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The Data Protection Authority issued a € 3 million GDPR fine in Italy against an energy company for violations committed with reference to telemarketing activities.
The breach of privacy-related obligations through telemarketing practices was the area on which the highest data protection fines have been issued in Italy.
In this last decision, the Italian data protection authority reiterated what was already provided in previous decisions on the same topic. In particular, it held that “the consent, initially given to a data controller also for promotional activities of third parties, if it can be suitable for the communication of the data to the latter, cannot instead extend its effectiveness to subsequent transfers to other data controllers, since the same cannot be said to be supported by the necessary consent, specific and informed of the person concerned“. This position heavily affects the so-called data brokers since the GDPR consent to marketing activities shall specifically refer to the third party that will be the actual beneficiary of the given consent or its category of ownership.
In its defense, the energy company defined the position of the Garante as “innovative” and, in fact, is not aware of a similar position being taken by other European privacy authorities. Moreover, the same Italian data protection authority in its guidelines on anti-spam of 2013 had allowed that third parties could be identified based on the “categories (economic or commodity) to which they belonged“, considering that in that case, consent was to be understood as sufficiently specific.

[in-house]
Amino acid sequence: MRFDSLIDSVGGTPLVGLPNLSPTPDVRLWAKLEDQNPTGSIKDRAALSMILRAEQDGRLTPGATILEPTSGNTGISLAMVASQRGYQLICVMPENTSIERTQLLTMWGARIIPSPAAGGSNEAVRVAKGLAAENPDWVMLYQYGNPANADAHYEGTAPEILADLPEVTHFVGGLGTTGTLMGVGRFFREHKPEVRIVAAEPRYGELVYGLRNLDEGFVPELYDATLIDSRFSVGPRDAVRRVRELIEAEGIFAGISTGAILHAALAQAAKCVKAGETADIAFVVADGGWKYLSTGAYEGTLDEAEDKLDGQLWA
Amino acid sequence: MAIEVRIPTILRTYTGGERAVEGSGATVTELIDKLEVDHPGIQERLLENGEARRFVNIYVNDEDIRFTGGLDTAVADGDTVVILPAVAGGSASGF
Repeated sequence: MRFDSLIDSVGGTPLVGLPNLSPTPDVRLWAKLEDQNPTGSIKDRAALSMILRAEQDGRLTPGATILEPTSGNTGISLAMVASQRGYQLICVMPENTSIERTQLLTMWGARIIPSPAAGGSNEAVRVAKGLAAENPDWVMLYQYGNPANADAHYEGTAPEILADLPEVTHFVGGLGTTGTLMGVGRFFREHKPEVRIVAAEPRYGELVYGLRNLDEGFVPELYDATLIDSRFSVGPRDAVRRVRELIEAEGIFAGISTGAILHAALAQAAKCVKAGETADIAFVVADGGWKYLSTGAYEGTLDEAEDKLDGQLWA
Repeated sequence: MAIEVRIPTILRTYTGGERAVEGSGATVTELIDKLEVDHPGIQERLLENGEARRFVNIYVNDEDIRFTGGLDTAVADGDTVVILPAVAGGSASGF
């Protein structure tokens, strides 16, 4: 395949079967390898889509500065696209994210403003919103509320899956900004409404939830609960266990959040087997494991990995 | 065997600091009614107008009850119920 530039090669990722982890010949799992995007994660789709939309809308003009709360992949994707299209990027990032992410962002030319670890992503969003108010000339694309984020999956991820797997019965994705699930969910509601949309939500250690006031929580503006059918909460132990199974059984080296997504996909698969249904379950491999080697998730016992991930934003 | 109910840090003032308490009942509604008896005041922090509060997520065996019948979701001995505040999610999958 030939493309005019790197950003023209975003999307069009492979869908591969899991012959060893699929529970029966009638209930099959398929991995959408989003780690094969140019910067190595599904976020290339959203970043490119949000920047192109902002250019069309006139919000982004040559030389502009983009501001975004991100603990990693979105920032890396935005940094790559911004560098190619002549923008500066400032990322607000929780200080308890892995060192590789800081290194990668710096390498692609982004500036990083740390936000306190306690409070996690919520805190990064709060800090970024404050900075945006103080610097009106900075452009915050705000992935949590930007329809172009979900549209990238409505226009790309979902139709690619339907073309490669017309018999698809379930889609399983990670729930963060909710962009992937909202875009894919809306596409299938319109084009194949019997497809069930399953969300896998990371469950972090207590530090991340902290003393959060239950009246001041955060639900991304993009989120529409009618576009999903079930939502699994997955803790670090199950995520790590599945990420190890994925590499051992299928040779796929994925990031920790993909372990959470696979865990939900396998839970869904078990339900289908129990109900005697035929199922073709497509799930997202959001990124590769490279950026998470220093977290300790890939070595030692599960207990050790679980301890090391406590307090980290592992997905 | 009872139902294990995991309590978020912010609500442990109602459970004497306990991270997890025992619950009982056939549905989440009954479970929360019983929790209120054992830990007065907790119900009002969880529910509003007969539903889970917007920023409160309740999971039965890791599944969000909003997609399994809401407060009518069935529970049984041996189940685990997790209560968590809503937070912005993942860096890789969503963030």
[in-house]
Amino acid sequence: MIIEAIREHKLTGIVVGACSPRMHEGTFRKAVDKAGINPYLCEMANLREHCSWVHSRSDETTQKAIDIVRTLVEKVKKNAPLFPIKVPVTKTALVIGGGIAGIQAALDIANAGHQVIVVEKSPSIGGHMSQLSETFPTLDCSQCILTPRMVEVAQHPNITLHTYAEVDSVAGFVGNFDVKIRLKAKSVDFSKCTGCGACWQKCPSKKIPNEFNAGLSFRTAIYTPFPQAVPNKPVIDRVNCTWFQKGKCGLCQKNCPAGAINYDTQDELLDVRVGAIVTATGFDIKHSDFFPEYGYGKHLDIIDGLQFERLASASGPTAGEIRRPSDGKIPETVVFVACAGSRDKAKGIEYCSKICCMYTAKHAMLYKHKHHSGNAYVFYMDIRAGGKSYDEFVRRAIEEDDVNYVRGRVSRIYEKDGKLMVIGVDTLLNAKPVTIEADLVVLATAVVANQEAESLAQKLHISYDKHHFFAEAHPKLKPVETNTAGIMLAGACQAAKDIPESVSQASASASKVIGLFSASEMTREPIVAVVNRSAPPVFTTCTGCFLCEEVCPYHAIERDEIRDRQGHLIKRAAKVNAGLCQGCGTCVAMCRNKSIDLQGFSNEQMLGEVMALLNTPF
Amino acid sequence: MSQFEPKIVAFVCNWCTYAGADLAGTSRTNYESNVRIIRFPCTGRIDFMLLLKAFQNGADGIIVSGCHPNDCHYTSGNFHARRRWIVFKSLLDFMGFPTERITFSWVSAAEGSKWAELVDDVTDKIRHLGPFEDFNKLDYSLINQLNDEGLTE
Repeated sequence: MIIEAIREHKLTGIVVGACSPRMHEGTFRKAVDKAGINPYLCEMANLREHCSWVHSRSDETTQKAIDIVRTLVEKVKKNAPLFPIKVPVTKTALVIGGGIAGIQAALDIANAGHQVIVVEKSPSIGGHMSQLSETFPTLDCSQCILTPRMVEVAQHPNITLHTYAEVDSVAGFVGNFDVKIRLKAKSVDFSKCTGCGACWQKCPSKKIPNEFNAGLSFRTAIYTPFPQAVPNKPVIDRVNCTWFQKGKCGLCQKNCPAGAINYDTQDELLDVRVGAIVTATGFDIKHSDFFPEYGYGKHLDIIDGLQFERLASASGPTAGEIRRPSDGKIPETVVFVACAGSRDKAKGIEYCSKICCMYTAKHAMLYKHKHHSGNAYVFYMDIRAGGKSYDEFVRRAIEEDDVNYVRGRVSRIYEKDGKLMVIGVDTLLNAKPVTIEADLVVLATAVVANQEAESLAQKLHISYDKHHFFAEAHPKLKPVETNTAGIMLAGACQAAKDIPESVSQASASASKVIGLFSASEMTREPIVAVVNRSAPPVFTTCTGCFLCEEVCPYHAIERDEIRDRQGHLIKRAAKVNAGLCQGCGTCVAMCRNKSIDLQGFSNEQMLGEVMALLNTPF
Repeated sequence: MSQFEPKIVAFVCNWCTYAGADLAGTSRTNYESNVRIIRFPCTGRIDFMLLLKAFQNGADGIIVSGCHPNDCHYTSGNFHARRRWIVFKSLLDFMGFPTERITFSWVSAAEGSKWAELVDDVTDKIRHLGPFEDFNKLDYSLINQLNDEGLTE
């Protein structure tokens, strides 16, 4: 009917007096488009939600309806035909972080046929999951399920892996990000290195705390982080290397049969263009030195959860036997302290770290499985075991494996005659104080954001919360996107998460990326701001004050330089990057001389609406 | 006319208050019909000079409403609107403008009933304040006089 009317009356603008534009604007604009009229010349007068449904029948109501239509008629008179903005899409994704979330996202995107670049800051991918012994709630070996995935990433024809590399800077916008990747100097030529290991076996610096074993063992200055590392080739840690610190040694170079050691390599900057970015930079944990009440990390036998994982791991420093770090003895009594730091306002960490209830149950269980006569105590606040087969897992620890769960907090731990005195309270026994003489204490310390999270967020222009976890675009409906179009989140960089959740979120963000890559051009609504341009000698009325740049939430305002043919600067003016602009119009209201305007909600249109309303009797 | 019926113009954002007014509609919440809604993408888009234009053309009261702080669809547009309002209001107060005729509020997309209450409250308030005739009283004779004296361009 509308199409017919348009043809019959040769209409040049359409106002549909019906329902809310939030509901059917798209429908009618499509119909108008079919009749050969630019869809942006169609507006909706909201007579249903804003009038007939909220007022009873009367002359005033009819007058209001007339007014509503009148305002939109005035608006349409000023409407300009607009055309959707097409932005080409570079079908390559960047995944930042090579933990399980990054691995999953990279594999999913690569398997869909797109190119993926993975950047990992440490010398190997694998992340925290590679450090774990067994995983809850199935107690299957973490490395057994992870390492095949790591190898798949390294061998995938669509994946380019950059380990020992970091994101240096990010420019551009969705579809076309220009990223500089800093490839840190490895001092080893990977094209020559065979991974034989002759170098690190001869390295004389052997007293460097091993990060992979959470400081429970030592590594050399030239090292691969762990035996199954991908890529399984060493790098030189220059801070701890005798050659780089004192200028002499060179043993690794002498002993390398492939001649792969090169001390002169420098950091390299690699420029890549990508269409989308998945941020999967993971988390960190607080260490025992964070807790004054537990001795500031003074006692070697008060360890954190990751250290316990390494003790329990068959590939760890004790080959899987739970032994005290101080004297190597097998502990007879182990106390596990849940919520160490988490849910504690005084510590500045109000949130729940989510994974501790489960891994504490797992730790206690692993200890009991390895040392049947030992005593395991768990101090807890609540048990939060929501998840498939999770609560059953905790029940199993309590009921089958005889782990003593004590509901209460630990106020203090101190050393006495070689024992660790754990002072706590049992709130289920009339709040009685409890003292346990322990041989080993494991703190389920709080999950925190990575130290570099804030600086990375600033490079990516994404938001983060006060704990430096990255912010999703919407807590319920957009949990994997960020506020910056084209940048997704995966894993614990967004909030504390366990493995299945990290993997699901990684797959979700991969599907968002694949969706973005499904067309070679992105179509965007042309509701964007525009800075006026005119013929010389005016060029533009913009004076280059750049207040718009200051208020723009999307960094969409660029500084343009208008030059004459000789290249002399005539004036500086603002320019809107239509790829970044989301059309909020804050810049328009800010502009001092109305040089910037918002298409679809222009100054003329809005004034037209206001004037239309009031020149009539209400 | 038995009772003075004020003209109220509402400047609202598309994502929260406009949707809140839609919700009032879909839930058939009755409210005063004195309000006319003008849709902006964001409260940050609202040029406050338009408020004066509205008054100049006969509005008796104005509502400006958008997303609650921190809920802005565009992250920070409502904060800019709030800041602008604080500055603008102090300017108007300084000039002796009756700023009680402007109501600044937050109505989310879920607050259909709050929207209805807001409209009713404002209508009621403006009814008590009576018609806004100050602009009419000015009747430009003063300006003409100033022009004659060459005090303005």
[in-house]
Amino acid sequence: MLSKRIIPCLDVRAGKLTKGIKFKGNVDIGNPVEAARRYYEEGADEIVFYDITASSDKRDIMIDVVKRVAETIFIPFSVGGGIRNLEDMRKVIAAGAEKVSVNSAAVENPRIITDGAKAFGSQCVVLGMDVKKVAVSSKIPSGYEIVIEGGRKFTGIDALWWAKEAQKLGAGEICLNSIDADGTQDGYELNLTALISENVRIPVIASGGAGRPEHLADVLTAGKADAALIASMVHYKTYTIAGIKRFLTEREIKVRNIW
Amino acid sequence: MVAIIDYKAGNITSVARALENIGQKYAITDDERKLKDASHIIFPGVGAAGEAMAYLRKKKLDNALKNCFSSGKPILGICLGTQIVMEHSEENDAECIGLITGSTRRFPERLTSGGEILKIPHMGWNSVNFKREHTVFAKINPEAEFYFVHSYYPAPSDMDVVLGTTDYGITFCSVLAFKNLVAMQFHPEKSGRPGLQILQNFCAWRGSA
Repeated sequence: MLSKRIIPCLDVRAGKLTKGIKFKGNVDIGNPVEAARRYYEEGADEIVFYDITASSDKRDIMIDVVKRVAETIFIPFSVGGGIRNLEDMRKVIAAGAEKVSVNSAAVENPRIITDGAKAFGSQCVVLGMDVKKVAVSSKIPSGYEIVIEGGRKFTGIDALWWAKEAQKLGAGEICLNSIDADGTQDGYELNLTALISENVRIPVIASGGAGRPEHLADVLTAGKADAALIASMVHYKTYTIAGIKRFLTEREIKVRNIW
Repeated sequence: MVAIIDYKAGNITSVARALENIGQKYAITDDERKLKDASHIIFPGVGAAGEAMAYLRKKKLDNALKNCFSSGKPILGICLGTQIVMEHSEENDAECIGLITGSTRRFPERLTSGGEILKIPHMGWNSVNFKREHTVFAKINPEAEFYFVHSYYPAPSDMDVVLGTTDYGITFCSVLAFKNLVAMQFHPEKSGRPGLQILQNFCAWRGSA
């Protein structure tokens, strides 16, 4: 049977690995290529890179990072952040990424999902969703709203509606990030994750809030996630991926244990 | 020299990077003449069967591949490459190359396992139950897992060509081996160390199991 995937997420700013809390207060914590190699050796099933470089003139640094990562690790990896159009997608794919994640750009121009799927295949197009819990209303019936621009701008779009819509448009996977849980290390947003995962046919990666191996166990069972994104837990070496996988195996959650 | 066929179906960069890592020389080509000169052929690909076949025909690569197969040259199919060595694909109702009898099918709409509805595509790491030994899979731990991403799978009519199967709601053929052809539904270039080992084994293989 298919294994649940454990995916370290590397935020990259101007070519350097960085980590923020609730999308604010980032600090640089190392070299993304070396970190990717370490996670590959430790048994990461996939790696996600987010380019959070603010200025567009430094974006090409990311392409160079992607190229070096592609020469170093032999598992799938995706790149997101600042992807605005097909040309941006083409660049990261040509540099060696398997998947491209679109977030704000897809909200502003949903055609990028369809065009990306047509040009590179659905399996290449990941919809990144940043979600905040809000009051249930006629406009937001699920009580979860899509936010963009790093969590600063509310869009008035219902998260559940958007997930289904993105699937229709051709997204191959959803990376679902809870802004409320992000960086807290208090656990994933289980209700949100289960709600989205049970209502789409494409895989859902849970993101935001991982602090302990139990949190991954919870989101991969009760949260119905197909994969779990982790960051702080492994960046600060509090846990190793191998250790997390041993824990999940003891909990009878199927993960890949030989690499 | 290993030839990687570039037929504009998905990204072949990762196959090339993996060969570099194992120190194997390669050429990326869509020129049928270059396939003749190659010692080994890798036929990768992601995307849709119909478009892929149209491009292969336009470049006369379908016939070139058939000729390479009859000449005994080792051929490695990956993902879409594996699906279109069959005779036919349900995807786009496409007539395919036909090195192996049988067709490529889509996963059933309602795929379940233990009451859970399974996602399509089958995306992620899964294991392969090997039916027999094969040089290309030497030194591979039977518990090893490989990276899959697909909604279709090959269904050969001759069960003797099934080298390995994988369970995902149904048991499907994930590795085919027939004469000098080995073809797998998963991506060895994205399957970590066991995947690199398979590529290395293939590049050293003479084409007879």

Also relevant is the analysis of the limits in which legitimate interest can be relied upon and the need to prove this legal basis through a balancing test, also known as legitimate interest assessment. Companies do not perform these tests in some cases, while it can be decidedly relevant, especially during investigations or challenges. Indeed, legitimate interest is often abused by companies.
Finally, unfortunately, the Italian data protection authority also, in this case, did not provide detailed guidance on the criteria for calculating the GDPR fine in this telemarketing-related case. The amount is based on the same percentage provided for the previous fines on telemarketing. But it would be useful to have more detailed calculation criteria, such as those adopted by the German and Dutch privacy authorities.
On a similar topic, you can read the article “€ 114 M GDPR fines issued according to DLA Piper Data Breach Survey 2020“.
Photo by Petr Macháček on Unsplash